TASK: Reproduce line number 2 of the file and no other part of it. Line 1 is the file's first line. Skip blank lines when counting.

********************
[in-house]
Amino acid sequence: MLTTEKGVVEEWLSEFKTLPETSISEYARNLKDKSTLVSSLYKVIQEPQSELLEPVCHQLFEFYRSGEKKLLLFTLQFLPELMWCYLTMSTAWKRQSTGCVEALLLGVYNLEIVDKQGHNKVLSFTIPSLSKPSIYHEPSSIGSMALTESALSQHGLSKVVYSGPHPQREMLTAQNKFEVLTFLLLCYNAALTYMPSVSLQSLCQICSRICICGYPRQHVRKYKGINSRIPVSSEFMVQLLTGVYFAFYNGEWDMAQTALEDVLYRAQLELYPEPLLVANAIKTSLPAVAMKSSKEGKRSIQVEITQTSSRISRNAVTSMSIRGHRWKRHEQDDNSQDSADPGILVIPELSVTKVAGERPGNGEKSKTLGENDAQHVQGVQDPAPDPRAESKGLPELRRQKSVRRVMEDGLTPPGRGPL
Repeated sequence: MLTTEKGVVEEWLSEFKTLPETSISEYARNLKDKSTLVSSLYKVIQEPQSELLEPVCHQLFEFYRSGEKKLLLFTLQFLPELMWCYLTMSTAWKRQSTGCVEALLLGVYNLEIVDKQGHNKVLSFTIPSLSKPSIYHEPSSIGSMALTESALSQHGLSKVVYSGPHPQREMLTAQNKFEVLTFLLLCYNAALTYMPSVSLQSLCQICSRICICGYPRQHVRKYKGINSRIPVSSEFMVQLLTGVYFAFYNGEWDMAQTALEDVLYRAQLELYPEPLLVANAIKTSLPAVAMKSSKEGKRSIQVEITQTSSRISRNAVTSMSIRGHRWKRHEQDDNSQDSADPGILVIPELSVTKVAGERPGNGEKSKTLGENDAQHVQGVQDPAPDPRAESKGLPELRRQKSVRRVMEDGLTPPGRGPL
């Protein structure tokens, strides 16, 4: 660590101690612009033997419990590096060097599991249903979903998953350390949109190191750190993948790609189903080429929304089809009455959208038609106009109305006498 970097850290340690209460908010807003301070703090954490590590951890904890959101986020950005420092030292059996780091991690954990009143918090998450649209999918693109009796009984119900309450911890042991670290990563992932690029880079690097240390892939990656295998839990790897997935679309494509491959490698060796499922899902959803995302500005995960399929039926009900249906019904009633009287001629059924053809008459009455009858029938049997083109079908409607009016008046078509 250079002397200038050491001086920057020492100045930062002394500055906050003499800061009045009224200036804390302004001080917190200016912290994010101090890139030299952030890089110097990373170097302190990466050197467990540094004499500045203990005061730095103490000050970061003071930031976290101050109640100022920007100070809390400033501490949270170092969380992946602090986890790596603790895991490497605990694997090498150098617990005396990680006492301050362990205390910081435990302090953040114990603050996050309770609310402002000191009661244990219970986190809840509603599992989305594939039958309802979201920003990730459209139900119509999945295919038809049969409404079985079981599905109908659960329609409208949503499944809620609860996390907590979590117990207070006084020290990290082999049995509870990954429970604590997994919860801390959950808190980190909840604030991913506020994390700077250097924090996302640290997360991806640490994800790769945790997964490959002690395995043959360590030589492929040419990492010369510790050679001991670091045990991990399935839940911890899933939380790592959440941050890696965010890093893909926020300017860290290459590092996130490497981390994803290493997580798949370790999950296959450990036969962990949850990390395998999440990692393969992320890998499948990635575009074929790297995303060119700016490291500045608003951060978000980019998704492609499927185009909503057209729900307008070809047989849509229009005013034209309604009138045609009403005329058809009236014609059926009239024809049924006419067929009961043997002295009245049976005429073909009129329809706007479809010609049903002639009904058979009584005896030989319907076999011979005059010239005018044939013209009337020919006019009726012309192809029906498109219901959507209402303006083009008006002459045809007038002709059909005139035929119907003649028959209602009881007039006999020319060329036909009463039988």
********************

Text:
Amino acid sequence: MLTTEKGVVEEWLSEFKTLPETSISEYARNLKDKSTLVSSLYKVIQEPQSELLEPVCHQLFEFYRSGEKKLLLFTLQFLPELMWCYLTMSTAWKRQSTGCVEALLLGVYNLEIVDKQGHNKVLSFTIPSLSKPSIYHEPSSIGSMALTESALSQHGLSKVVYSGPHPQREMLTAQNKFEVLTFLLLCYNAALTYMPSVSLQSLCQICSRICICGYPRQHVRKYKGINSRIPVSSEFMVQLLTGVYFAFYNGEWDMAQTALEDVLYRAQLELYPEPLLVANAIKTSLPAVAMKSSKEGKRSIQVEITQTSSRISRNAVTSMSIRGHRWKRHEQDDNSQDSADPGILVIPELSVTKVAGERPGNGEKSKTLGENDAQHVQGVQDPAPDPRAESKGLPELRRQKSVRRVMEDGLTPPGRGPL